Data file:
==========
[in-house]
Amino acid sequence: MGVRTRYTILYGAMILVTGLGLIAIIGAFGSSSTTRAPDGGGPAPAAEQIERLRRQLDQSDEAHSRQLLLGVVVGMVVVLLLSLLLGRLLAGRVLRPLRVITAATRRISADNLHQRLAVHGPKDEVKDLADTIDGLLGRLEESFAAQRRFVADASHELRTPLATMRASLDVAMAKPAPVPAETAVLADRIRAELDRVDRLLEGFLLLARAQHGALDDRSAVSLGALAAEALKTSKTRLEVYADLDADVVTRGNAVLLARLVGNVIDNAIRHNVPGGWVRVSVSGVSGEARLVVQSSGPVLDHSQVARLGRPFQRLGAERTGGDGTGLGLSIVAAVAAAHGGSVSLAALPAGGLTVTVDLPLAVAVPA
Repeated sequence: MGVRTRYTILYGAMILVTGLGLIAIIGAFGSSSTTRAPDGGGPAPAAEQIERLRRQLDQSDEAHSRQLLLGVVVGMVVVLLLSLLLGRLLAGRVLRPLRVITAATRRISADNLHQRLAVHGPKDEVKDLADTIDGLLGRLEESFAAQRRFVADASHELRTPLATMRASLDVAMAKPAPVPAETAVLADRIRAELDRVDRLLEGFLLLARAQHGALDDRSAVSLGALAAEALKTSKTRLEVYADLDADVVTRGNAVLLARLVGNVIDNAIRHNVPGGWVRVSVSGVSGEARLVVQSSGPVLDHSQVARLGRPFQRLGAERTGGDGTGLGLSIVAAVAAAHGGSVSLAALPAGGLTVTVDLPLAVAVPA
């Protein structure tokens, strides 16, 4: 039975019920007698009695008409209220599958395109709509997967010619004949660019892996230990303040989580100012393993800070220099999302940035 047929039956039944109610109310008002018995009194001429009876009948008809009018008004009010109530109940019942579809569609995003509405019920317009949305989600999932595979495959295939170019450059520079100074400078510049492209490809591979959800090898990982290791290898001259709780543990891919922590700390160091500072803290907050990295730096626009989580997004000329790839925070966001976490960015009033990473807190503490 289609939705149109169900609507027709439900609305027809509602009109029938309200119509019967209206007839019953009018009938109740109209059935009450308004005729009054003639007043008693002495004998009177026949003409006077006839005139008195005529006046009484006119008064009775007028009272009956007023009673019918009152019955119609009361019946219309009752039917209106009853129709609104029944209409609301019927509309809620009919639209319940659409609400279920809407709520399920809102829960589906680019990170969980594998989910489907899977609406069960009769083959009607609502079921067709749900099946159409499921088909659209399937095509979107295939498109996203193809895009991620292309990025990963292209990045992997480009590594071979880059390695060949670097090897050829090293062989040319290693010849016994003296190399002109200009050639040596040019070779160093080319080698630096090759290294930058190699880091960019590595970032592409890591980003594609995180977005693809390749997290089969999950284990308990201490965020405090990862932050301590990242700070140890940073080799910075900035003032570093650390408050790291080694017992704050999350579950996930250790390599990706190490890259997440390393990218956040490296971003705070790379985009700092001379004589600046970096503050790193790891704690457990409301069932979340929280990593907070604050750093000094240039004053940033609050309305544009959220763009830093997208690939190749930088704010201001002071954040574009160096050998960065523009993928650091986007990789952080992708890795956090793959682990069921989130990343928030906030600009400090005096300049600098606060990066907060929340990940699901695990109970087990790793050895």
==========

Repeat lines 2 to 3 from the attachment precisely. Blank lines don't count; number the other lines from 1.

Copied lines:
Amino acid sequence: MGVRTRYTILYGAMILVTGLGLIAIIGAFGSSSTTRAPDGGGPAPAAEQIERLRRQLDQSDEAHSRQLLLGVVVGMVVVLLLSLLLGRLLAGRVLRPLRVITAATRRISADNLHQRLAVHGPKDEVKDLADTIDGLLGRLEESFAAQRRFVADASHELRTPLATMRASLDVAMAKPAPVPAETAVLADRIRAELDRVDRLLEGFLLLARAQHGALDDRSAVSLGALAAEALKTSKTRLEVYADLDADVVTRGNAVLLARLVGNVIDNAIRHNVPGGWVRVSVSGVSGEARLVVQSSGPVLDHSQVARLGRPFQRLGAERTGGDGTGLGLSIVAAVAAAHGGSVSLAALPAGGLTVTVDLPLAVAVPA
Repeated sequence: MGVRTRYTILYGAMILVTGLGLIAIIGAFGSSSTTRAPDGGGPAPAAEQIERLRRQLDQSDEAHSRQLLLGVVVGMVVVLLLSLLLGRLLAGRVLRPLRVITAATRRISADNLHQRLAVHGPKDEVKDLADTIDGLLGRLEESFAAQRRFVADASHELRTPLATMRASLDVAMAKPAPVPAETAVLADRIRAELDRVDRLLEGFLLLARAQHGALDDRSAVSLGALAAEALKTSKTRLEVYADLDADVVTRGNAVLLARLVGNVIDNAIRHNVPGGWVRVSVSGVSGEARLVVQSSGPVLDHSQVARLGRPFQRLGAERTGGDGTGLGLSIVAAVAAAHGGSVSLAALPAGGLTVTVDLPLAVAVPA